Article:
Der Rosenkavalier at the MET

If it had been redesigned and
restaged by Luc Bondy of this season’s Tosca, the rising curtain
would not show us a splendid rococo bedroom with St. Stephen’s Cathedral
subtly phallic in the distance but would be placed in an underground dormitory
where three strapping stablehands would service the Marschallin whenever
Octavian took a breather. No doubt we will live to see such a
Rosenkavalier. For the moment, happily, we’ve still got the
forty-year-old Nathaniel Merrill production on Robert O’Hearn’s
sets, in which pretty much every action seems to take place synchronically with
descriptions of or references to that action in Strauss’s score. How very
Old Hat! (The hats — and gowns and wigs and uniforms — are probably
less old, actually, though still in the proper style.)

Persson_Sophie.pngMiah Persson as Sophie

Last Monday, the production looked spiffy — how much of it is original
and not rebuilt and repainted, I wonder? — and Edo de Waart led a
sparkling performance of this most graciously autumnal of chestnuts. The comic
business may be familiar, but it went off without a hitch, from the
well-behaved lapdog and the wheezing lawyer in Act I to the dozen sword-waving
hussars in Act II to the raucous children in Act III. Stage direction is
credited to Robin Guarino, and there are some touches I don’t remember:
Did the children always mistake Valzacchi and Faninal for their Papa and have
to be rerouted? (That was funny.) Did the egotistical Singer (Barry Banks, in
full satirical glory) always trample his music in disgust when leaving the
levee? (So was that.) Did Baron Ochs always try to make out with another, more
willing maid of the Marschallin when Mariandel proved elusive? Most interesting
of all, maybe, did the Marschallin always totter about on an imaginary crutch
when daydreaming of her future, aged self? Or has RenÈe Fleming come up with
that bit in the years since she sang it last? She possesses comic chops she has
scarcely used in her prima donna career — as has been true of
many great stars.

What all this shows is the novelty that can be added, as casts change and
work out new business, even in the most traditional stagings of thrice-familiar

ROSENKAVALIER_Fleming_and_Graham_3750.pngSusan Graham as Octavian and RenÈe Fleming as Marschallin

As she has approached the Marschallin’s years (allowing for inflation
of the youthful stage from the 1760s to our era), Fleming’s voice has
grown thinner, less penetrating on top but fuller, more satisfying in the lower
reaches, with less of the famous velvet cream that thrills her fans but annoys
those of us who have found her phrasing inexact. These sins were always less
noticeable in German roles anyway — Strauss keeps her on her mettle. She
was humorous here, as suits a Viennese, and maintained hauteur without
the goddess-like dimension Kiri Te Kanawa used to bring, perhaps
inappropriately, to the final scene.

Susan Graham makes a more convincing bumptious boy than she does a graceful
lady in certain other roles. While Fleming’s voice has lost some luster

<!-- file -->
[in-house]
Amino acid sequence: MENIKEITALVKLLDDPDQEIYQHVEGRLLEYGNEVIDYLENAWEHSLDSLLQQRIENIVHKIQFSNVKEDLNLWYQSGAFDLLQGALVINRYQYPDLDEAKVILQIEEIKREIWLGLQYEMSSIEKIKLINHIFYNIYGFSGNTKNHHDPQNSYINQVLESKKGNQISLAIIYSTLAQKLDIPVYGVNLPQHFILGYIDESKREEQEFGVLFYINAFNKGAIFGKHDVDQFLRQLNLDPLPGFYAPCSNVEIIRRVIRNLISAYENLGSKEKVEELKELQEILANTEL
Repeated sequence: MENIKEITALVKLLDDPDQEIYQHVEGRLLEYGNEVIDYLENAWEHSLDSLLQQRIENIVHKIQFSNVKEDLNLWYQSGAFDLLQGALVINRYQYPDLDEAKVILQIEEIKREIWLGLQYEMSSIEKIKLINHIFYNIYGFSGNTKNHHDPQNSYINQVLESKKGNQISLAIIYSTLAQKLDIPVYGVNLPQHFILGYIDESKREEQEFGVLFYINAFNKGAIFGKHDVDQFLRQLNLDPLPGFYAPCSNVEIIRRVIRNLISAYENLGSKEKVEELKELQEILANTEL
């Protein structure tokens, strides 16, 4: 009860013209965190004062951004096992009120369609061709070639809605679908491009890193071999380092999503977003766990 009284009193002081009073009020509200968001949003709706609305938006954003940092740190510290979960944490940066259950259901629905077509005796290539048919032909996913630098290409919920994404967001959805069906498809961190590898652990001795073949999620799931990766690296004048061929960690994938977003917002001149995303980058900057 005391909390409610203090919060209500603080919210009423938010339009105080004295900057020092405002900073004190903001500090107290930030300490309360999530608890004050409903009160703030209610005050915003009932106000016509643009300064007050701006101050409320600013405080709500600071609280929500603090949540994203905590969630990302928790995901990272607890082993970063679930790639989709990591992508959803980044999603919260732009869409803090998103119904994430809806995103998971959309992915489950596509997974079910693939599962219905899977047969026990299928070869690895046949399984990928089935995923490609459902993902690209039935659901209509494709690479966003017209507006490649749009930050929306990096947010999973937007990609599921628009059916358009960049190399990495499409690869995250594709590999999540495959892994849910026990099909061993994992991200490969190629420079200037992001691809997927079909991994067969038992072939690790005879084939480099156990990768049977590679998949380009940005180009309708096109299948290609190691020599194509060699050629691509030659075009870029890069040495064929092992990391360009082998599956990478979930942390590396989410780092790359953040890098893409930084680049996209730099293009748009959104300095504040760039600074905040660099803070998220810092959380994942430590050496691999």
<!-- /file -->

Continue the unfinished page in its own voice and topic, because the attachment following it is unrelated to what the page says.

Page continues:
on top, Graham’s I find thinner, ungraceful, in the lower reaches, more
inclined to the blundering quality of “Mariandel,” even when she is
singing Octavian’s lines. Her acting is appealing in both the amorous
scenes with Fleming and the “flirtatious” punches she gives the
Baron whenever he grabs “Mariandel” inappropriately — but the
dramatic peak of the night came when Graham and Miah Persson’s Sophie
stopped dead, half bowing, eye to eye, infatuated at first glance at the
presentation of the rose and seemed almost unable to continue in their
aristocratic ritual.

ROSENKAVALIER_Fleming_Graham_Sigmundsson_Persson_4461.pngSusan Graham as Octavian, RenÈe Fleming as Marschallin, Miah Persson as Sophie and Kristin Sigmundsson as Baron Ochs

Miah Persson has a lively, energetic, easy high soprano, vocally lacking
nothing called for by the part, but she lacked for me certain ideal Sophic
qualities: there was less girlishness, less poutiness than with most. She was a
woman, not a child — but Sophie is specifically a naÔve fifteen. Her
chatter on being introduced to the Marschallin was too calm for chatter, her
breasts seemed awfully prominent and exposed for a girl fresh from a convent,
and her grin is too wide; too, she is the tallest Sophie ever to grace this
production — she has all the goods for Sophie, but she isn’t
Sophie, at least not in this production. Perhaps they play the part more
maturely in her native Sweden, a country sadly lacking in aristocratic

Kristin Sigmundsson, tall even beside Susan Graham, made a grabby, sleazy,
stingy, you-love-him-because-you-loathe-him Baron Ochs. His grainy voice is not
what one would want in a lover in any case, and both his topmost and bottom
notes were weak to inaudibility, but he inhabited the role to perfection.
Hans-Joachim Ketelsen sang a fine Faninal, less dignified than some — but
then, the man is a ridiculous snob, redeemed only because the piece is a comedy
with Mozartean aspirations. Wendy White, as Annina, and Jennifer Check, as
Sophie’s governess had the loudest voices on stage, though Jeremy
Galyon’s policeman came close.

Some of the less well-judged cutenesses that afflicted recent revivals are
gone, and the entire presentation is snappier. Either Robin Guarino or Edo de
Waart should have most of the credit, but all hands win applause.

John Yohalem

image_description=RenÈe Fleming as Marschallin [Photo by Ken Howard courtesy of The Metropolitan Opera]
product_title=Richard Strauss: Der Rosenkavalier
product_by=Octavian: Susan Graham; Marschallin: RenÈe Fleming; Sophie: Miah Persson; Baron Ochs: Kristin Sigmundsson; Italian Singer: Barry Banks; Faninal: Hans-Joachim Ketelsen; Annina: Wendy White. Conducted by Edo de Waart. Metropolitan Opera. Performance of October 19.
product_id=Above: RenÈe Fleming as Marschallin

All photos by Ken Howard courtesy of The Metropolitan Opera